Instrument cluster energizes when truck is off. Odometer comes alive, as does the message center, radio, and interior lights when truck is off.

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Evox

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I should have posted this thread here. It's an electrical problem.


After reading through that thread, any ideas? My concern is the cluster and electrical problems don't exist when driving the truck. All the gauges work, no intermittent failures. pulling F2-25 (fuse 25 inside the driver's side interior fuse box) kills the gauge and stops the problem. No other fuse or relay stops it.

I've experienced instrument cluster failure, and this isn't the same thing. Ideas?
 

Evox

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Just wrapping up loose ends for posterity. As it turns out, this was an instrument cluster short. Meaning the instrument cluster was actually causing a parasitic draw, and somewhere on the board, something was shorting out. Causing a constant 0.6 amp draw, spiking to 1.5ish amps while it glitched out with the truck ignition off. (read the referenced thread)

So, not your typical instrument cluster failure. One for the books.
 

Eli Sidwell

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I have seen this same behavior with my truck. Usually happens just as the ignition is shut off. I think I finally got it tracked tracked down to a loose battery cable. For now I think that I got it stopped, has not done this for a while. Blew-up the Ken-wood radio !

But your not the only one to see this behavior.
My mechanic thought I was crazy.

Sid.
 

Evox

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I have seen this same behavior with my truck. Usually happens just as the ignition is shut off. I think I finally got it tracked tracked down to a loose battery cable. For now I think that I got it stopped, has not done this for a while. Blew-up the Ken-wood radio !

But your not the only one to see this behavior.
My mechanic thought I was crazy.

Sid.

I think it's silver migration bridging a connection to the ground on the circuit board. I can't confirm it. But that's what I think it is. If I can find it, I could fix it with a pencil eraser. It's just a type of metal corrosion where the metal on trace is drawn to a positive current. Over time the metal atoms actually form a bridge to the connection.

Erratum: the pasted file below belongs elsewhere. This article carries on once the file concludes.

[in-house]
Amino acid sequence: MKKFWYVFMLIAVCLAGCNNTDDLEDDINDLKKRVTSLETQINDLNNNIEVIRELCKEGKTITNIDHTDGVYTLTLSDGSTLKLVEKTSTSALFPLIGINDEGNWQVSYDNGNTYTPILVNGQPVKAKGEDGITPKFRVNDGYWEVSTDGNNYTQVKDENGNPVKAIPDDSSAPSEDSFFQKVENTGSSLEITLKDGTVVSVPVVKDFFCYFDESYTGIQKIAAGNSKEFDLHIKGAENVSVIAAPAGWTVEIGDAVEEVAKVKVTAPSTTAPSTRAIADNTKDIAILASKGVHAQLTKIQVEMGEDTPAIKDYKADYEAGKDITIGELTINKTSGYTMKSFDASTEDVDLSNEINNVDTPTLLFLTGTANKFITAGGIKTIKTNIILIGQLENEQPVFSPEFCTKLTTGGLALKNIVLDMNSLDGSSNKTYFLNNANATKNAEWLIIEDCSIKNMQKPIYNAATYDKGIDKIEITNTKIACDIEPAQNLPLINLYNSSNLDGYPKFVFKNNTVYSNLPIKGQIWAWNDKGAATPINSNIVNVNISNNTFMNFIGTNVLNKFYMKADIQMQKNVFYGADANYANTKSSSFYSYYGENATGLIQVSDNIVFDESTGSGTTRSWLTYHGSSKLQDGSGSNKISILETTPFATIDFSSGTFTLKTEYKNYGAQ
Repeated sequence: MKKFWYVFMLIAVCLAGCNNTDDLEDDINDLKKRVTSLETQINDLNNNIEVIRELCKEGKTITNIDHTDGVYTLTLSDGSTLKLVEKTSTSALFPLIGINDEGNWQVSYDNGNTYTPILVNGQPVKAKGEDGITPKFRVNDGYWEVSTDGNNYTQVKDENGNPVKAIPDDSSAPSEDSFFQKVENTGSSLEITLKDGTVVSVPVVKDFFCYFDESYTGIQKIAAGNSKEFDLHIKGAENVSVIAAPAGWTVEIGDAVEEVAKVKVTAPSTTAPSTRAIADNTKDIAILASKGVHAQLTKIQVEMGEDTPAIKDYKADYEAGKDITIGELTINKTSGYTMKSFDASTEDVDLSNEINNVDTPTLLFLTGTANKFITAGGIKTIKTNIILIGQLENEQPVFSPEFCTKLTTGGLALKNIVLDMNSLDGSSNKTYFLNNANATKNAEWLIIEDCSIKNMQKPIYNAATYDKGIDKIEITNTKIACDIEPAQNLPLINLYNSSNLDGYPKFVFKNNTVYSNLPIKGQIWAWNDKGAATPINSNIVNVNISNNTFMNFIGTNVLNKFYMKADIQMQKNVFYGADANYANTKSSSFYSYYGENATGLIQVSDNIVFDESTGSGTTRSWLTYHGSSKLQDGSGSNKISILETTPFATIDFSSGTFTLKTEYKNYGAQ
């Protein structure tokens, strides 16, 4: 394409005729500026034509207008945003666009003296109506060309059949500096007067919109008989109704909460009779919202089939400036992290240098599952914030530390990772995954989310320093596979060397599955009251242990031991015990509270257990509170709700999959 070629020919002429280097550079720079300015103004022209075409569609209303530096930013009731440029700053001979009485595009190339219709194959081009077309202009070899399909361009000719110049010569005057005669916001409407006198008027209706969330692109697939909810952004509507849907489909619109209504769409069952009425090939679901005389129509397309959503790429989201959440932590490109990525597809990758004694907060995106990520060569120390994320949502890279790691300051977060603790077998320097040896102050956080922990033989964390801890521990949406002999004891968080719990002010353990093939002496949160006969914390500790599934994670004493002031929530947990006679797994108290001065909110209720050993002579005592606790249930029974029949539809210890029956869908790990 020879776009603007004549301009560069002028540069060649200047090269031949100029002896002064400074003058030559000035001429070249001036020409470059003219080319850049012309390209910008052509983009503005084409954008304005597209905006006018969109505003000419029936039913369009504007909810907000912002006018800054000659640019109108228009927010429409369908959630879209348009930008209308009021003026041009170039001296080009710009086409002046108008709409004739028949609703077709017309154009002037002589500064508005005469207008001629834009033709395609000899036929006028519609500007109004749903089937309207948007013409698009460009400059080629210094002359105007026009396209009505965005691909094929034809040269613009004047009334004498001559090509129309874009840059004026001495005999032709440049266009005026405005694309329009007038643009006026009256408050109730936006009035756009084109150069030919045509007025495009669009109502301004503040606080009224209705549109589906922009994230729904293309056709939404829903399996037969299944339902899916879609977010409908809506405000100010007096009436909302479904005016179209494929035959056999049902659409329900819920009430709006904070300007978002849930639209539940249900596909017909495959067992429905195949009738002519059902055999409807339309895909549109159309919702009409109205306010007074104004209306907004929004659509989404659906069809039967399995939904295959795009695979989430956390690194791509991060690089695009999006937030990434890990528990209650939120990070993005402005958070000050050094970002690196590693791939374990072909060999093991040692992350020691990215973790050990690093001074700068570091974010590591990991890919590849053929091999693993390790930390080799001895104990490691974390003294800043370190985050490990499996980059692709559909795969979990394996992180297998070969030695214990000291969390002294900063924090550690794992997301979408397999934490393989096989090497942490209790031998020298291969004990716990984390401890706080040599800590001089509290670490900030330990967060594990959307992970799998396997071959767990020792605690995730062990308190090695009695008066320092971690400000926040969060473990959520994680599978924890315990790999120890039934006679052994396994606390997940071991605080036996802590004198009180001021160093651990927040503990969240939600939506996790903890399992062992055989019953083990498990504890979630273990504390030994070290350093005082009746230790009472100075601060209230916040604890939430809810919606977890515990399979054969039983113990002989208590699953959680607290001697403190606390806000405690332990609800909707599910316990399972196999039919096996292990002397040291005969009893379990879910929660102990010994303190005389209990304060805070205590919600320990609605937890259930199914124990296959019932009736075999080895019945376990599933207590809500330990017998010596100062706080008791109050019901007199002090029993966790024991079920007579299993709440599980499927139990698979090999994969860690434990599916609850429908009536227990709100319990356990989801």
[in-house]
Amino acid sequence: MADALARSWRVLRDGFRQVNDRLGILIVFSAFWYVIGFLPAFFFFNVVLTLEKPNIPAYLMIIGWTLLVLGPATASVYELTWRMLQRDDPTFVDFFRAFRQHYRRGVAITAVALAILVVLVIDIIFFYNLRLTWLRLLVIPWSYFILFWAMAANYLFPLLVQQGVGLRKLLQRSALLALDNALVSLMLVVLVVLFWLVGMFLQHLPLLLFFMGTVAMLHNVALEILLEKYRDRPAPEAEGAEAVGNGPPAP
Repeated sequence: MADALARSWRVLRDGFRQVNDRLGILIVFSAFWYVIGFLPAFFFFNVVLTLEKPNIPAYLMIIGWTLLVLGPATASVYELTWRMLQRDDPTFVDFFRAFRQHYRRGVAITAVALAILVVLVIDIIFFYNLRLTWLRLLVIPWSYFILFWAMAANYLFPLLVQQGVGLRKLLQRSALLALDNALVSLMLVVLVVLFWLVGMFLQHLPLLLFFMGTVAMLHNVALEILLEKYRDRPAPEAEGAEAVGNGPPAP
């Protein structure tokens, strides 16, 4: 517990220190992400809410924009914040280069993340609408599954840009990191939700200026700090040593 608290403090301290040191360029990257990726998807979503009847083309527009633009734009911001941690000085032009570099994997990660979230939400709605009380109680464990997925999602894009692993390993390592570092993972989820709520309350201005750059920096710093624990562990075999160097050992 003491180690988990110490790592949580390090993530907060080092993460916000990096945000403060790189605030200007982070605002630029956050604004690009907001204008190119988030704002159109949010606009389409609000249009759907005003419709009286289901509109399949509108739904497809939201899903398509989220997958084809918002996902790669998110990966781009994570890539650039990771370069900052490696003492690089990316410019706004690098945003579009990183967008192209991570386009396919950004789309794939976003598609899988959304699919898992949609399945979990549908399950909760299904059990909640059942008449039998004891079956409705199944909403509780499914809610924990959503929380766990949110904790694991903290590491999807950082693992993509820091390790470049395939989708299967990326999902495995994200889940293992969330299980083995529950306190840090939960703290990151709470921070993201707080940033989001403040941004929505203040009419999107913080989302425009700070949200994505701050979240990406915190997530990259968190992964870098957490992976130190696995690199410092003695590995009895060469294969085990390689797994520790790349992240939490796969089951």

So if you can find it and get rid of the bridge, you can fix the problem. F2-25 is an always hot lead to the instrument cluster. If I had a diagram of the instrument cluster, I could probably find it. Of course, it could also be under a switch on the board, making it difficult to find.
 

Todd Z

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Just wrapping up loose ends for posterity. As it turns out, this was an instrument cluster short. Meaning the instrument cluster was actually causing a parasitic draw, and somewhere on the board, something was shorting out. Causing a constant 0.6 amp draw, spiking to 1.5ish amps while it glitched out with the truck ignition off. (read the referenced thread)

So, not your typical instrument cluster failure. One for the books.
Well, Glad you found it....
 
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I think it's silver migration bridging a connection to the ground on the circuit board. I can't confirm it. But that's what I think it is. If I can find it, I could fix it with a pencil eraser. It's just a type of metal corrosion where the metal on trace is drawn to a positive current. Over time the metal atoms actually form a bridge to the connection.

So if you can find it and get rid of the bridge, you can fix the problem. F2-25 is an always hot lead to the instrument cluster. If I had a diagram of the instrument cluster, I could probably find it. Of course, it could also be under a switch on the board, making it difficult to find.
Actually, this is the one I meant to respond to in this thread.
 
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